But the question remains, what effect does corruption have on the economy? Firstly, corruption causes artificially high prices and reduces the checks and balances necessary to make informed decisions on contracts. Resources will also be allocated inefficiently in an corrupt economy, as tenders will often go end up with who’s willing to pay for them, not who is most qualified. The result of these factors, amongst others, is that societies with rampant corruption also have an uneven distribution of wealth.

The Mexican case

The above statements describe the situation in Mexico and is perhaps underpinned by the recent period of political violence which was dubbed the worst in modern Mexican history. If anything, the 93 murders of political candidates in the buildup to the Mexican elections exemplifies how institutionalised corruption is in the country at a local level. As the generation old Colombian saying goes, plata or plomo.

This institutionalised corruption, fraud and bribery dismantles democracy from the top down. It effects the credibility of non-corrupt institutions and gives businesses who engage in unsavoury practices get ahead. The prevalence of this type of behaviour in Mexico is exemplified by the EY report and the responses of the Mexican respondents.

The EY report suggests that over 70% of the respondents in Mexico believe that acts of fraud and corruption occur in a common way within companies. Over half of the respondents also acknowledge that corruption and fraud are the main risks for companies to do business in Mexico. In other emerging countries including those compadres in South America, this figure is an average of 29%.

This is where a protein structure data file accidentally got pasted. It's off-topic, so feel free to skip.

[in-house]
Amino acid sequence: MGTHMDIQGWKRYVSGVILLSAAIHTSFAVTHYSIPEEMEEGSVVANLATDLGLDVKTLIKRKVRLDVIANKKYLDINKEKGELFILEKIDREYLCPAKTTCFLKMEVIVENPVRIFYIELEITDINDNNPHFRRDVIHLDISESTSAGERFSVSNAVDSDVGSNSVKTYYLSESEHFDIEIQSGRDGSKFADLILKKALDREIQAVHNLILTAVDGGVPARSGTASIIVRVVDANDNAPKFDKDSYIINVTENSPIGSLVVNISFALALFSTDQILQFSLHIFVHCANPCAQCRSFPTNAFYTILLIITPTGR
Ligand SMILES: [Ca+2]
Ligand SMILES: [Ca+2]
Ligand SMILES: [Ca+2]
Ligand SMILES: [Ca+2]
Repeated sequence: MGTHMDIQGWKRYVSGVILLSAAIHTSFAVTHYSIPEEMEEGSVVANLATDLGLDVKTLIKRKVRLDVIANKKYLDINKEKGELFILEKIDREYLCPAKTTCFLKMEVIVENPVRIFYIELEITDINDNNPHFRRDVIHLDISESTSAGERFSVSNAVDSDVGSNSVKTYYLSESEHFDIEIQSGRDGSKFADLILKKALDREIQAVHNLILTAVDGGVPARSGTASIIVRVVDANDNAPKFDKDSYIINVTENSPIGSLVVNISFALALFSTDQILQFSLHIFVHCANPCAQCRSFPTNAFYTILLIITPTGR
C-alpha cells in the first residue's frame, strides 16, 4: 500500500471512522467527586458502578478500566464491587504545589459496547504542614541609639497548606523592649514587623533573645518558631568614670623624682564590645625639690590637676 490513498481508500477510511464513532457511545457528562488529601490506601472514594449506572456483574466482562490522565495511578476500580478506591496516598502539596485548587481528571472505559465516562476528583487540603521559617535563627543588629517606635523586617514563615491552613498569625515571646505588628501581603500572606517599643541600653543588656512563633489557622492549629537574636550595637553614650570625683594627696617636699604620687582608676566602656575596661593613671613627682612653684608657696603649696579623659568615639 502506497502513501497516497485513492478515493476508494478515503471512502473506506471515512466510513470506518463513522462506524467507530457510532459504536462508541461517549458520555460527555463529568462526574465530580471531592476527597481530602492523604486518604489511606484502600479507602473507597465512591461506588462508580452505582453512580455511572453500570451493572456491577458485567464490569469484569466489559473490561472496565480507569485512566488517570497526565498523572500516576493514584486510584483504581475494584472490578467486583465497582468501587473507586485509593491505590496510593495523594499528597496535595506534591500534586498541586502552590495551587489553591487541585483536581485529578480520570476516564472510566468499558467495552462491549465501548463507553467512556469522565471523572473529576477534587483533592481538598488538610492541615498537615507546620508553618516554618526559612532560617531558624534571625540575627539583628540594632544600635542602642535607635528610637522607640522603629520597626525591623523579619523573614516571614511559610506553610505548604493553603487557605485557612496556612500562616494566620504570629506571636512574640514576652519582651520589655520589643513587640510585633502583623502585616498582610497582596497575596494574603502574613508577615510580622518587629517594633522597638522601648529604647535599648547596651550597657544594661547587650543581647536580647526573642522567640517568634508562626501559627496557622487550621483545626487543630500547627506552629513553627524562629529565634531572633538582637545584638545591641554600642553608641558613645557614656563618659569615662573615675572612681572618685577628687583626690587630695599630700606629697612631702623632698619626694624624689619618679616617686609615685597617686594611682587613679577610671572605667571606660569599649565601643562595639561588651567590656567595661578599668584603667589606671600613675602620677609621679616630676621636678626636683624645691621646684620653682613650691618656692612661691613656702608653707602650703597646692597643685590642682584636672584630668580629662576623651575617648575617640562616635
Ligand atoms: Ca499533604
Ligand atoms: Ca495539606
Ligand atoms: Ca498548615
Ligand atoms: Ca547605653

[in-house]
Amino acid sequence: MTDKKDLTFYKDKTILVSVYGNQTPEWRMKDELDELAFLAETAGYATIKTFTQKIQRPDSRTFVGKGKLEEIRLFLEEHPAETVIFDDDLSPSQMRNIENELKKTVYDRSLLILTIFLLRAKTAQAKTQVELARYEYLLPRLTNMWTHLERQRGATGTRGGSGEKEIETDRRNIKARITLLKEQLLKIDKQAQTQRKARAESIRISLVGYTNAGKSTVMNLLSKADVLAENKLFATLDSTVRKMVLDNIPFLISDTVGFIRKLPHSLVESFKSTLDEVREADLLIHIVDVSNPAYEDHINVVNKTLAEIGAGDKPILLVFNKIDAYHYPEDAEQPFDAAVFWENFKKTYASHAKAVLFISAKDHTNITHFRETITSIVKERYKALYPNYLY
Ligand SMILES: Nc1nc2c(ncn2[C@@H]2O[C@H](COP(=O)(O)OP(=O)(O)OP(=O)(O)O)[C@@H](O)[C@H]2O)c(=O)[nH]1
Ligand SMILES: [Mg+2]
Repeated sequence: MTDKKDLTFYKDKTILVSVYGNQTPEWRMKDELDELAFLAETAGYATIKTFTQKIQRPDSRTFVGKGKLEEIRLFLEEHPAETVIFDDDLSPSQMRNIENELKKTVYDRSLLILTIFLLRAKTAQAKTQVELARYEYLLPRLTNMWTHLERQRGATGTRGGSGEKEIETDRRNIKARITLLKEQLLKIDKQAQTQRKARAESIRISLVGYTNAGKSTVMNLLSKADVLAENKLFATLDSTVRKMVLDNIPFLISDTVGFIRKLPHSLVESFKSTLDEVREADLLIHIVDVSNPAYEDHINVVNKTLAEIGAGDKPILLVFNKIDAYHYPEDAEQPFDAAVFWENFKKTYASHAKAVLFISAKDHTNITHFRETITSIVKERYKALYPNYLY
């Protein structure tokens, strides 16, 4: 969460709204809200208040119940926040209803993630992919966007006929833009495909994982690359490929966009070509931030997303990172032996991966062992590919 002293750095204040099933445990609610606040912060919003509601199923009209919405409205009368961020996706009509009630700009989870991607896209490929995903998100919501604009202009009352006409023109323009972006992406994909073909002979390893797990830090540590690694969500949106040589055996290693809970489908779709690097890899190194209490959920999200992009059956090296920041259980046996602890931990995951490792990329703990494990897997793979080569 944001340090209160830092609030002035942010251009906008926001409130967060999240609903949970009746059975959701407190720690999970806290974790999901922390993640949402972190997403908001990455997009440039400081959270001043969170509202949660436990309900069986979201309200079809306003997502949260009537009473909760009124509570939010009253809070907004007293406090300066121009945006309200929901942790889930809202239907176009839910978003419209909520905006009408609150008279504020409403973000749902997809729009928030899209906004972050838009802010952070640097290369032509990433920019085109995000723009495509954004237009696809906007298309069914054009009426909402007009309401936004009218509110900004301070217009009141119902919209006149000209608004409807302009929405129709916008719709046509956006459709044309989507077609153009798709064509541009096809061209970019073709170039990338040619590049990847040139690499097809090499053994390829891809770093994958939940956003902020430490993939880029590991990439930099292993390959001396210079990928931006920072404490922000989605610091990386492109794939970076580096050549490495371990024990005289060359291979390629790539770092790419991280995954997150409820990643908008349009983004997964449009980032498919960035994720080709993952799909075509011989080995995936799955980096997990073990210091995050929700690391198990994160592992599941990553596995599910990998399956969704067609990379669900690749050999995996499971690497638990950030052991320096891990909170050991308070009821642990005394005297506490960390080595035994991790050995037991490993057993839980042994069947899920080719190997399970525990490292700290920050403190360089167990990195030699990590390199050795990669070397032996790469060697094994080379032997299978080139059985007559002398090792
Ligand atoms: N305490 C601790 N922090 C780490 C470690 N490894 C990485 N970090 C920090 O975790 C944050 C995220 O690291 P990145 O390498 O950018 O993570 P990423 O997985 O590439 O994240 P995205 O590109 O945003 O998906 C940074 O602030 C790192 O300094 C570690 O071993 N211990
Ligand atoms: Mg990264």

“Corruption is not a cultural phenomenon but the result of a decadent political regime.”

– Andrés Manuel López Obrador

EY’s Cortés highlights the importance for companies who operate in Mexico, both local or international, to avoid engaging in this type of behaviour. “The integrity of a company is imperiously necessary to conduct business and now, in a global world it isn’t acceptable to do business with international companies who do not have anticorruption methods and models established within the law and the National System of Anticorruption in México (SNAM),” he insists.

Such a high level of acknowledgement for corruption make the issue the most important disruptor to conducting business in Mexico. A constant factor within the economic fabric of Mexico. The election of AMLO identifies an anti-political-elite sentiment and a chance to confront the issue head on. Shortly after being elected AMLO said “corruption is not a cultural phenomenon but the result of a decadent political regime”.

In the aftermath of the election, EY’s Cortés wrote to the consulting firm’s clients within the country and urged companies to join the fight against corruption. He said, “companies are jointly responsible for detecting and preventing corruption and bribery within their organizations”.

The EY Partner – who also heads the firm’s Forensic and Integrity Services (FIS) practice – concluded by saying, “Convinced of the importance and dedication that the fight against corruption deserves, we reiterate our commitment to this work. We will continue to demonstrate that we have the best team of professionals willing to create a real and positive impact on the future of Mexico.”